Search

Day 32: Doctor Call


“What is your name? Your date of birth?” The doctor on the zoom call asked. He appeared to be around my age.


I gave the information to an unsmiling man who was located somewhere in the States.


I wanted to ask him for his credentials, how am I supposed to know that he is really a doctor?


I picked a random website that promised medical advice from an MD for $48.95.


Yes, they take my insurance. No, I didn’t want to deal with that right now.


My sister called one of these doctors when she got a nasty case of Covid a few months ago and her doctor had no appointments for the next week. The nurse practitioner she talked to gave her solid medical advice.


I was willing to give it a try from my hotel room in Krakow, Poland where I had been volunteering for Ukrainian refugees for the past month. I just slept away most of another day, not normal for me.


Why was I so tired?


The doctor asked for a basic medical history.


I told him zero surgeries. No allergies. No medical situations, ever.


(Lightening didn’t strike.)


With a flat voice that oozed a lack of interest, he asked for my current symptoms.


I told him that I’ve been exhausted since Covid and fall asleep standing up or sitting on the tram and that it’s hard to wake in the morning.


He asked more questions and had me place my finger on the pulse on my wrist and count of my pulse beats.


He asked if I had any previous history with my heart.


And I hesitated. Half a beat. What should I tell him?


He asked if I ever wore a heart monitor.


I countered: “Do you think there is something wrong with my heart?”


He asked if I ever took medication for low blood pressure.


My eyes widened. My blood pressure does run low. How did he know? I gave him nothing to go on.


He laughed at my surprise and said he’s been doing this a long time and added that some people have problems with their adrenal system after Covid and that if the adrenals not balanced, blood pressure could go lower than normal. He asked if I crave salt or sugar.


Normally salt, but right now I crave both.


(I found a new gluten-free bakery near the Jewish Quarter today. Zakrecona Kawiarenka: Trynitarska 6/LU2, 31-061 Krakow, Poland. Their blueberry carrot cake is a marvel. I ate it fast, then sipped my water.)


He nodded and asked how many times a day I ate.


Yeah. I don’t usually eat until the end of the day. Just not hungry.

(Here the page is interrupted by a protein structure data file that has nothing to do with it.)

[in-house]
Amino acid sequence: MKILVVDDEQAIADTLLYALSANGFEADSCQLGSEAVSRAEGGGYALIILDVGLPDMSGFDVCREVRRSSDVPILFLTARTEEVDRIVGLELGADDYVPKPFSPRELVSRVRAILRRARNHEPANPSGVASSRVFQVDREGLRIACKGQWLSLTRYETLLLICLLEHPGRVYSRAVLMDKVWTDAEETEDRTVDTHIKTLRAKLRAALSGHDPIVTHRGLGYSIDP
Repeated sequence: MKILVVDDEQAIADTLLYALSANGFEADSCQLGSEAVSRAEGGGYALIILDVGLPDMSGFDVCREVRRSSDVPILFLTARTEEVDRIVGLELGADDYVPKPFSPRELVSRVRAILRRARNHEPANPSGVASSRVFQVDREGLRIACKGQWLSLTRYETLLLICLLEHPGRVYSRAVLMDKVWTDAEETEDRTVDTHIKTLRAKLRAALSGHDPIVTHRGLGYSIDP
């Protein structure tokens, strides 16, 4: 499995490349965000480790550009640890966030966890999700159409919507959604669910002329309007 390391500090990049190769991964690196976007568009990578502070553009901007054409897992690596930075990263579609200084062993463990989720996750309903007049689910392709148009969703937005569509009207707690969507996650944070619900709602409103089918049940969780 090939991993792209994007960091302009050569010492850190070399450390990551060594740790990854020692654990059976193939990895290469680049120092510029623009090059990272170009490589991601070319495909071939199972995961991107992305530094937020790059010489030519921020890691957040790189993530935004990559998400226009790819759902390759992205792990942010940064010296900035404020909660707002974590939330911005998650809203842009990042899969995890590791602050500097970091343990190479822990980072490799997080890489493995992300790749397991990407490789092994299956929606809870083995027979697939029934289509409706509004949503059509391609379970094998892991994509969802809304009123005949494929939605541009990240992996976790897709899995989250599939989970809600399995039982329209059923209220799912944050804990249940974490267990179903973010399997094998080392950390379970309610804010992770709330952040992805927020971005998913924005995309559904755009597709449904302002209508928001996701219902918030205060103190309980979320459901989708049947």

He told me I was going to feel better, fast. There were some simple things I could do.


That’s an attitude I can live with.


I had a call with a doctor before this call. It was a sixty dollar call. I was more honest with my medical history and the doctor said that I needed to fly home, immediately and receive treatment.


For what?


“For whatever’s affecting you. It must be addressed right away.”


I asked her how it would be addressed.


She said I had to talk to my doctor for a treatment plan.


Treatment plan? What exactly are we treating?


She told me that my doctor would write that up for me.


I told her that I was having trouble with my connection.


“No, you’re not.”


“Hello? Hello?”


I hung up.


I gave myself permission years ago to back away from “Doctors of Dred” that fill me with monster stories when there is no basis for fear.


I don’t do medical fear.


I’d never hung up on anyone before. That was worth the $60.


That was satisfying.


I decided to try again. (The call, not the hang up.) I ought to talk to someone about falling asleep on my feet.


I told the doctor with a flat voice that I was vacationing and volunteering away from home right now.


Filled glasses with my daily water requirement. They're sitting on the counter in my kitchenette waiting for me to drink. Drink. Drink.

He suggested I drink more water, up my magnesium—or foods that have it—I might not be able to find the supplements here, take vitamin C and eat more fruit, eat fish, eat meals every two hours (blueberry carrot cake as medicine!!!), eat more salt and take time for napping and walking.


I nodded. I’ve never had a doctor suggest I eat certain foods.


He added that I should nap, then take a brisk walk to get my heart rate up.


I was relieved that there was a light at the end of my exhaustion.


After we hung up, I researched Adrenal Fatigue: Craving salt and sugar. (!) Hard to wake in the morning. (!) Sleep doesn’t relieve symptoms. (!) Lower blood pressure. (!)


I asked him if I should go home early, return to New York.


“Why would you do that?”


I liked that answer.





Another walk through the Jewish Quarter. In the rain. Seeking sugar.

This photo was snapped just after a man from my favorite church stopped to greet a small boy who recognized him.
 

Preious

Next

All










Thanks for reading.

xxooHwH


 

New here? Click below to get an email notification every time Holly writes. Enjoy these refugee stories? Leave a comment below. Or share with friends.

Holly Winter Huppert stands with a woman in the Mountains of Turkey.
 

Want to read more of Holly's writing?


Cheese for Breakfast: My Turkish Summer

"A wild ride."

"Essential travel reading"

Available in regular print, LARGE print and ebooks:


Amazon

Barnes & Noble

Book Depository

Independent Booksellers


Thank you for supporting small publishers.

 

Thanks for reading. Could you do me a favor? If you liked this post, please share it on your social media accounts and friends? And in your post, you can tag:

@mshollywinter on Instagram

@mshollywinter on Facebook

@mshollywinter on Twitter

@mshollywinter on TikTok

Till you read again...

Thanks so much, Holly Winter Huppert


 

(C) 2022 by hollywinter.com and Holly Winter Huppert




Living the Life of Holly